Get The Maximum Benefit From Your Inhaler With These 3 Tips
Inhaled medications are a very effective way to treat asthma, allergies, and other respiratory problems. However, your inhaler is only as effective as the way that you use it. Used incorrectly, the medicine ends up clinging to the back of your mouth and throat, and not in your lungs where it belongs. Take a look at some simple tips that will help you get the biggest benefit from using your inhaler.
Keep It Clean
Do you see powder in or around the hole where the medicine sprays out of the inhaler? This is what is left behind as the medicine dries, and if the inhaler becomes clogged, it will block the release of medicine from the inhaler, so you'll get less of it. Cleaning your inhaler can keep the medicine flowing smoothly, but many people don't realize that they need to clean it.
Cleaning your inhaler is easy. Remove the metal canister first – that's where the medicine is, so you don't want to lose it. Put it someplace safe. Then simply rinse the plastic mouthpiece and cap in warm, clean water. Let them air dry for a few hours or overnight. Then replace the metal canister and you're good to go.
Use a Spacer
A spacer is a device that attaches to the inhaler and traps the medicine temporarily after you push down on the dispenser. This allows you to inhale more slowly and draw more than one breath, which can dramatically decrease the chances of the medicine getting caught in the back of your mouth instead of in your lungs.
You'll need to talk to your doctor about getting a spacer – typically, you need a prescription for them, as they're considered a medical device. The good news is that in many cases, they're covered by your health insurance policy. While it's less effective, you can create a makeshift spacer in a pinch using a piece of paper rolled into a tube about one inch in diameter. While it won't be as effective as a prescription spacer with a valved chamber, it can give you a little more time to inhale and increase your inhaler's effectiveness.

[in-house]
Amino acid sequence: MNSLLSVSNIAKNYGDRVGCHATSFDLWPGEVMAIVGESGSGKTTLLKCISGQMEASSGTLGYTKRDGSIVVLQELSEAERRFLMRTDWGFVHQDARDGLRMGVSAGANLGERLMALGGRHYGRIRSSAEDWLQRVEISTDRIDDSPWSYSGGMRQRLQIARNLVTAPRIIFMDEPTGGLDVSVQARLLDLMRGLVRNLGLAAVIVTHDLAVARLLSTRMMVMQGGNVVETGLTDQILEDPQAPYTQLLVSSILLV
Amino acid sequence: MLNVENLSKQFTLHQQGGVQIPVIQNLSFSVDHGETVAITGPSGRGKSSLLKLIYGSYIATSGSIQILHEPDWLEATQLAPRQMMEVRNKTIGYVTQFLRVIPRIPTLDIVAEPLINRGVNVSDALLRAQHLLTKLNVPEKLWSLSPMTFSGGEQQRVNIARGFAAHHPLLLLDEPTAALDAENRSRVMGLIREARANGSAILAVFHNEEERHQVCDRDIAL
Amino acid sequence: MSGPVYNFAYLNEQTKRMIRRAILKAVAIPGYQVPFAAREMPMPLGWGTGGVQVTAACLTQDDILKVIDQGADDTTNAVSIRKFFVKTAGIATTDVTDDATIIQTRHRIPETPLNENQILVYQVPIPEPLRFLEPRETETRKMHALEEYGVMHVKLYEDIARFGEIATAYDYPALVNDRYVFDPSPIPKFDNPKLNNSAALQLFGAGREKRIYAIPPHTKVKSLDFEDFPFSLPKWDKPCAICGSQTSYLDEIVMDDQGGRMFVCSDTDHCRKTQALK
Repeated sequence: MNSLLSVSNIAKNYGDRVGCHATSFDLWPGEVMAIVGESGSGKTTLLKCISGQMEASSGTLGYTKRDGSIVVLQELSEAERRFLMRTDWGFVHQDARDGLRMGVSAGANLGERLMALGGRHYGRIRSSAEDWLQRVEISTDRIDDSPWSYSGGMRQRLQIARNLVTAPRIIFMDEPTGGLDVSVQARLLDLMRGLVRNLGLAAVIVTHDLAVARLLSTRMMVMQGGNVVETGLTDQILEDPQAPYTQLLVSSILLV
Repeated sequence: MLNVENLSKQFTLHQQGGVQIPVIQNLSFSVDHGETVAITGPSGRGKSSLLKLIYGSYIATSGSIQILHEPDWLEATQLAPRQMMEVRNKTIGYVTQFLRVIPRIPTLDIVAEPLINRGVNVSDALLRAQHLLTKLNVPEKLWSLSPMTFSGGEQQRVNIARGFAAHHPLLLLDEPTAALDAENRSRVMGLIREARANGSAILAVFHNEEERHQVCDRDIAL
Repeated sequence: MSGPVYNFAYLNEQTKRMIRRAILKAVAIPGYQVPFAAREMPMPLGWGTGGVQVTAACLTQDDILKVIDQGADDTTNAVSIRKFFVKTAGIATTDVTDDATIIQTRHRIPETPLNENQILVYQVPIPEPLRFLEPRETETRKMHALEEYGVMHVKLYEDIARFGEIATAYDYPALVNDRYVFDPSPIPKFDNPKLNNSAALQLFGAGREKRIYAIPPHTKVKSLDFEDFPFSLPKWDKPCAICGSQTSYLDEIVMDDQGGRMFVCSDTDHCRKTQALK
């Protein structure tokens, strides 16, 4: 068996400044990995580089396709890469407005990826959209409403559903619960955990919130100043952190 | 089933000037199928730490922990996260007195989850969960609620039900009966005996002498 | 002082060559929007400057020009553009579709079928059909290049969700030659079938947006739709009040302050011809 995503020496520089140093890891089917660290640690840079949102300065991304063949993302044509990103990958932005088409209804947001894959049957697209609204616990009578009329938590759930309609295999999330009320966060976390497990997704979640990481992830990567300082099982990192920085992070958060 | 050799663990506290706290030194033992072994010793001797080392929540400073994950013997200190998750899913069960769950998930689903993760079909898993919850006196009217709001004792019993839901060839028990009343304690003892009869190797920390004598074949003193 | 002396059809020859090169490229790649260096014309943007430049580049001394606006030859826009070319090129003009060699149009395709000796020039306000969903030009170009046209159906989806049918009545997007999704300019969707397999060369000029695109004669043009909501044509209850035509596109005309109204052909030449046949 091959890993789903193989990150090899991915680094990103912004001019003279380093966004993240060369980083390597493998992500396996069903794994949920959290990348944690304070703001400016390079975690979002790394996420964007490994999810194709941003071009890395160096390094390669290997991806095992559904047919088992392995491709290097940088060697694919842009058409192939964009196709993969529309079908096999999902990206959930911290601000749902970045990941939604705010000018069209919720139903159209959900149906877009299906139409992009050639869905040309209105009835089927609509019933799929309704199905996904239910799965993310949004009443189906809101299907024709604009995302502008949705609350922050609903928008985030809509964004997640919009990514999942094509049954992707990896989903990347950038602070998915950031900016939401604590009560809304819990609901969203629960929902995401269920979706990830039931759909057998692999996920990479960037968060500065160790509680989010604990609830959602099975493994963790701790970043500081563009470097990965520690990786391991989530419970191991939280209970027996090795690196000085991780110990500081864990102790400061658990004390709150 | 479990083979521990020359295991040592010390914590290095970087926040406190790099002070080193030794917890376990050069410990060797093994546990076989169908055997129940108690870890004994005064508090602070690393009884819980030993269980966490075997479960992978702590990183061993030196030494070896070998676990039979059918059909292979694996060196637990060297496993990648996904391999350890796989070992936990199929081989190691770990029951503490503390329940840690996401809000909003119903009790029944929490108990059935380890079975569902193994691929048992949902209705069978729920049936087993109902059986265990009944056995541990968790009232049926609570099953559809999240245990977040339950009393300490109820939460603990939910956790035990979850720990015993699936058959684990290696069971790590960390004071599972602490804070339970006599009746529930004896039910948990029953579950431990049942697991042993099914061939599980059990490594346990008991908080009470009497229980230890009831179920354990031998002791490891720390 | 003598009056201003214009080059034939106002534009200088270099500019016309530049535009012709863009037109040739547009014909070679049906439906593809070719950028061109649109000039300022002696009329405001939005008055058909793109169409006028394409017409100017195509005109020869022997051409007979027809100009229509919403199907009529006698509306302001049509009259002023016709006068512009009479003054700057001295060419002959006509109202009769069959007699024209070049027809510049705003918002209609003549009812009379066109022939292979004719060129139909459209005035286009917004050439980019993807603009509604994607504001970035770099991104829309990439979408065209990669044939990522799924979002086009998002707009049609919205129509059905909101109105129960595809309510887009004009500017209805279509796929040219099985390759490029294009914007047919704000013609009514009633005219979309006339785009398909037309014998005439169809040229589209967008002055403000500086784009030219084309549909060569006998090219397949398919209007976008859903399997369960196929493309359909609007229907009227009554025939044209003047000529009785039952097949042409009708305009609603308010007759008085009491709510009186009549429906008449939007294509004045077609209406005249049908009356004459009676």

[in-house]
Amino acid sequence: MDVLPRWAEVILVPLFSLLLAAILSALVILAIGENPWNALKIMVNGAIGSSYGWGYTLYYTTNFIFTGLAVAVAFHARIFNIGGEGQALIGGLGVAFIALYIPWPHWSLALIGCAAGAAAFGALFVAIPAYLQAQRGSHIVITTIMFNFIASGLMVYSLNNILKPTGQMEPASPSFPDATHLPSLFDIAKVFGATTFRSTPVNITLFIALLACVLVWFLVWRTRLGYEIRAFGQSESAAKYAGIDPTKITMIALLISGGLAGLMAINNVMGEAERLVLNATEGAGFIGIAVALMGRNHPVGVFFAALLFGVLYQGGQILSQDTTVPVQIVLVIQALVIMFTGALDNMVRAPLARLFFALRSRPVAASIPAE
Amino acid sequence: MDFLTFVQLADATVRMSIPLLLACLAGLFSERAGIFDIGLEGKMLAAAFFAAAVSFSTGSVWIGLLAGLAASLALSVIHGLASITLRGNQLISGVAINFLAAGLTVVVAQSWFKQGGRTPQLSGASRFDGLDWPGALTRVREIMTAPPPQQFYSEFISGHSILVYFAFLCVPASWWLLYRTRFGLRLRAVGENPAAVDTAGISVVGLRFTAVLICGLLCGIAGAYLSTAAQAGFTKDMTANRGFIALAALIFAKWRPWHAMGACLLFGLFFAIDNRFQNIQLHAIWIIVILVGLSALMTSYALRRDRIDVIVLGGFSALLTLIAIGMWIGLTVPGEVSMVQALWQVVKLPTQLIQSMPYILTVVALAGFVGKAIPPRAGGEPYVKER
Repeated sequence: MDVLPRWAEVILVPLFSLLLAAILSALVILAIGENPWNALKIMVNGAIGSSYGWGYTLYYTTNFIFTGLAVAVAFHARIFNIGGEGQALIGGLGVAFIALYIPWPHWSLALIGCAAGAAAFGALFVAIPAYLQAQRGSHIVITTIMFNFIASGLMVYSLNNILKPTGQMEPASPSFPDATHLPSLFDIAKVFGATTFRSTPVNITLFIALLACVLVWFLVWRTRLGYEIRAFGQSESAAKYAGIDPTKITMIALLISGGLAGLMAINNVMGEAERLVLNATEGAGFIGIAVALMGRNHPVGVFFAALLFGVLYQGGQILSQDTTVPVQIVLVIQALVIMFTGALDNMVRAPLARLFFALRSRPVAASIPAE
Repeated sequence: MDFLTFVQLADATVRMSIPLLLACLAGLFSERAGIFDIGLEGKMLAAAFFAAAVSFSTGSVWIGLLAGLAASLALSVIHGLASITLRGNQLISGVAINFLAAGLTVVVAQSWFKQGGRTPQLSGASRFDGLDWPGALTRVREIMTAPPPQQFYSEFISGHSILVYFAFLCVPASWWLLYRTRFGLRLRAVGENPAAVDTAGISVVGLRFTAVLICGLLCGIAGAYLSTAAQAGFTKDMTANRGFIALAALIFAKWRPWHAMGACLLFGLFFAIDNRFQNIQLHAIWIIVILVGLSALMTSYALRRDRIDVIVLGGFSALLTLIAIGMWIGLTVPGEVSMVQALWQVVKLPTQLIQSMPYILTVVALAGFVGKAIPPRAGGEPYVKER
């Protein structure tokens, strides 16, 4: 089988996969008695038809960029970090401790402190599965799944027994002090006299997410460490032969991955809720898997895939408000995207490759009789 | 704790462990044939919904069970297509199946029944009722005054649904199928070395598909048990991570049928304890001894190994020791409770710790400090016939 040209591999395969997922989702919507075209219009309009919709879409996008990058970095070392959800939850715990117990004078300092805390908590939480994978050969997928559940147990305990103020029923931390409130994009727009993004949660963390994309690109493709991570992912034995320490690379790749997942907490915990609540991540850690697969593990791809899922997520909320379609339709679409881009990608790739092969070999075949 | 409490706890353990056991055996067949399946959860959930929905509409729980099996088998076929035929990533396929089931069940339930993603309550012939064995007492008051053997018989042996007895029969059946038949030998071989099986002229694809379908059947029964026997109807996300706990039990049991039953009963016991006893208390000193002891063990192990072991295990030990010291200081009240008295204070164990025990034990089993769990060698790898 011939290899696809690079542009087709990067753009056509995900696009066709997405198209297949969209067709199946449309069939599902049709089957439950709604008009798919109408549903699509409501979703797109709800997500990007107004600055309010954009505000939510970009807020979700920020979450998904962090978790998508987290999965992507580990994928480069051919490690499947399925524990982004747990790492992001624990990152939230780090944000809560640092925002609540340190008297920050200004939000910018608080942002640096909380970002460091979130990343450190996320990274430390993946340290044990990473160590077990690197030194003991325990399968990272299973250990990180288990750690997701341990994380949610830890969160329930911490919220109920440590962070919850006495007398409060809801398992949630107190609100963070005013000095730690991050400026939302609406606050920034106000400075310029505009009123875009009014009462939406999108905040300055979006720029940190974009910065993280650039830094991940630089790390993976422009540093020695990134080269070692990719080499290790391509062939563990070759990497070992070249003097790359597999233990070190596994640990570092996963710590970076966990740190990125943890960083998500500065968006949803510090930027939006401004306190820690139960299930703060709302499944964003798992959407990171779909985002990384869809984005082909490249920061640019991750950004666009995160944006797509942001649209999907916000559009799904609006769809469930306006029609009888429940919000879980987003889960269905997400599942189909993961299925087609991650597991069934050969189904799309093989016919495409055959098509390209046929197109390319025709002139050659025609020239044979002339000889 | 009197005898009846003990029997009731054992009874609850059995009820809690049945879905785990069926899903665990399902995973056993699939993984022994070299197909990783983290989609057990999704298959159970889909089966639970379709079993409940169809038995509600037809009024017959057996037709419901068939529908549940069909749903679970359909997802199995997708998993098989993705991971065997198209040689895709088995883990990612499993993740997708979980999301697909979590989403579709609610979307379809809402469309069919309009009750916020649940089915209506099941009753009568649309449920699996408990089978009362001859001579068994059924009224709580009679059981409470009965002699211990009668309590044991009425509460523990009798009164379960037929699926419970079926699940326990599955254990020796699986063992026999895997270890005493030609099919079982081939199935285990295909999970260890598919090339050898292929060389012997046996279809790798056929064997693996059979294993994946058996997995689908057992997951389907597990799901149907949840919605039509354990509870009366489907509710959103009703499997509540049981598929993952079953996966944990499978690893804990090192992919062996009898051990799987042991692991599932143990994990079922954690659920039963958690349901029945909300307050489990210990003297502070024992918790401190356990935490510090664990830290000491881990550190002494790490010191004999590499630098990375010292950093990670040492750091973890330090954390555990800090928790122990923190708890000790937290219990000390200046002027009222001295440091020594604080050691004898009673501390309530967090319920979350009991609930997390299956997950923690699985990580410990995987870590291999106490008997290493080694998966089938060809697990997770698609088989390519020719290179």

Know When Your Inhaler Is Empty
With most medications, it's obvious when you run out – you have an empty bottle to show for it. With inhaled medications, though, it's harder to tell. Some propellant will remain in the canister even when the medicine is gone, and the inhaler will continue to spray.
Some types of inhalers have dose counters that will give you an accurate count of what's left in the inhaler – ask your doctor if one of those inhalers is available for your prescription. Otherwise, take a look at the package insert to find out how many puffs are contained in the canister. Divide the amount of puffs in the canister by the amount of puffs you use in a week. For example, if the canister has 200 puffs and you use 10 a week, your canister should last about 20 weeks, or five months. Write the date that you opened the canister on the metal canister in marker so you remember. Try to refill your prescription a few weeks before its due.
Make sure to discuss any problems you have with your inhaler with your doctor. Your physician will be able to help ensure that you have the correct inhaler for you, such as Aerospan RX, and that you're using the right technique to get the medicine that you need.